Etiquette 101

Dear Emily Post,

I was wondering if you could clear up some questions I have regarding etiquette. You see, I’m wondering if people are becoming more rude, or if I’m just completely out of touch with current standards. So, could you please tell me when it became socially acceptable to:

ask me how much I pay for things. Anything – car, house, rug, purse, gym membership. Why is it so important for people to know what I pay?

ask how much someone inherited from a family death. Yes, my dear friend Mary has actually been asked lately the amount of her inheritance.

include where a bride/mom-to-be is registered with the invitation. It used to be that a guest asked where the bride/mom was registered instead of having it assumed she was to bring a gift to the shower.

send email thank you notes. This, in my world, will never take the place of a handwritten note. Never.

to assume that since I don’t have a full-time job I have nothing to do all day. I can assure you, I have many things to do and my time is just as valuable as every one else’s.

have personal conversations on your cell phone in public then give me dirty looks when I repeatedly say “excuse me” to get past you. Same for conversing on the cell phone while checking out at the store or at the bank.

ask personal questions about a doctor’s visit then give details about it. I really don’t need to know all about your last exam.

I understand there are exceptions to all of this. My friends and I can talk about all these things without it seeming rude. However, I still send thank you notes to my friends and family for gifts. That’s just something that my mother ingrained in my head as a child. Thanks, mom!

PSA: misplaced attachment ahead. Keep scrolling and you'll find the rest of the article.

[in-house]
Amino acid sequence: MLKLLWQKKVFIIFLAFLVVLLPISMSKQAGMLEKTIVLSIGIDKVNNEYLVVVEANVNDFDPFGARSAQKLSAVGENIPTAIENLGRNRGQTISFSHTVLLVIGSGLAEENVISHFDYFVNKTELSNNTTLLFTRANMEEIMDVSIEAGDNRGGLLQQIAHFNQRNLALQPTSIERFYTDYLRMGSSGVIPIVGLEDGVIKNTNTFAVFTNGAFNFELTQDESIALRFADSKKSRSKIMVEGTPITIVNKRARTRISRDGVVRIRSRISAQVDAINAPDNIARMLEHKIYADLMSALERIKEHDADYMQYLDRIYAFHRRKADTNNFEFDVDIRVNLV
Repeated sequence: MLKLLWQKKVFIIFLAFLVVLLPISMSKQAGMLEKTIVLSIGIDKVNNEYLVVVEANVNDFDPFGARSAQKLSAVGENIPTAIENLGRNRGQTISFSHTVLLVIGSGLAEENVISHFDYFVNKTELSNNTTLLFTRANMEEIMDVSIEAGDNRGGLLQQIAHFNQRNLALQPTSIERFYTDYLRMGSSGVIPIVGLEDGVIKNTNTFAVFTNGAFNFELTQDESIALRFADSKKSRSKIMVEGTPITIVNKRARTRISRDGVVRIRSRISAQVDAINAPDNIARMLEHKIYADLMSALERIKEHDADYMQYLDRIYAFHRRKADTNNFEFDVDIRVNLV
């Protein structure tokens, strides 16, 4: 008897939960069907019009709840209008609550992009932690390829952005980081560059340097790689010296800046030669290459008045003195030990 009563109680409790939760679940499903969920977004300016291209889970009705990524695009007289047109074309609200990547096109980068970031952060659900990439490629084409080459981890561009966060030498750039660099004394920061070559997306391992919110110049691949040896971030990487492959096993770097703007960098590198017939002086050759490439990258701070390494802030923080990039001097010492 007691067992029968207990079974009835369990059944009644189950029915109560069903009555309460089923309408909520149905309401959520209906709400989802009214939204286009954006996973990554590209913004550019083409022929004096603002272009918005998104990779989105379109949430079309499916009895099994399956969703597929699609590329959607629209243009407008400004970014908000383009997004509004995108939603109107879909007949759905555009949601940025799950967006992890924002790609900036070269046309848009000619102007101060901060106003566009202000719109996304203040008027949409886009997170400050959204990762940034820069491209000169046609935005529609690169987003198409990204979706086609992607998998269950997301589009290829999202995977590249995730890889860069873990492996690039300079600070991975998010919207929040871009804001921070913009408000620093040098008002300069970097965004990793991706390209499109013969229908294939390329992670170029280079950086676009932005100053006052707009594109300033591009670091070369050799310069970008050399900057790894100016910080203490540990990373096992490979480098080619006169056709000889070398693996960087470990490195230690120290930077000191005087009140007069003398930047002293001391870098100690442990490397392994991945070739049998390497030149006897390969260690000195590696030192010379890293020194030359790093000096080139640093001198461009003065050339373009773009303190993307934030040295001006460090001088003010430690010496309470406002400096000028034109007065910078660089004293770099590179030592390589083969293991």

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4 Comments

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4 responses to “Etiquette 101

  1. What about buying a new car or house? I mean, most of the pricing for cars are available on the web and your house purchase is public record, but it’s still rude to discuss someone’s large financial transaction, right? What it really comes down to is the person asking is jealous or wants to feel superior to you be delighting in your inability to get a good bargain. It’s like buying a good tool and someone telling you “Why didn’t you just get that at Wal-Mart?”. When said that way, it calls into question your judgement and intelligence. If they had asked instead “What made you want to buy the HighQuality Tool?” You could educate them instead of justify your spending.

  2. What I’m trying to say is that I think it’s rude to ask how much someone pays for something. Sure, information about houses and cars is readily available via the Internet so go ahead and research if you want. Just don’t ask me the question. If someone questions why I pay for quality items, such as tools, I’m happy to tell them why I feel certain things are worth investing in. I guess it just comes down to my feeling that excessive nosiness is rude and annoying. That’s different than a casual conversation about quality items.

  3. Carrie

    May I add…asking someone what their salary is? Oh yes.. I have gotten this many times. My one friend claims that while it was unacceptable for our parents generation to survey eachothers salaries, it is perfectly fine for our generation to discuss it because we need to “know what the market is” or something to that effect. Keep in mind, we are not in the same or even related fields.
    She then asked me what Mick made and when I responded that it was private, she began throwing out figures expecting me to respond with a “higher, or lower.” Obnoxious!

  4. I agree, Carrie! Obnoxious! In Steve’s family, they always discussed salaries and never understood why we wouldn’t reveal ours. Um, maybe because it’s none of their damned business.

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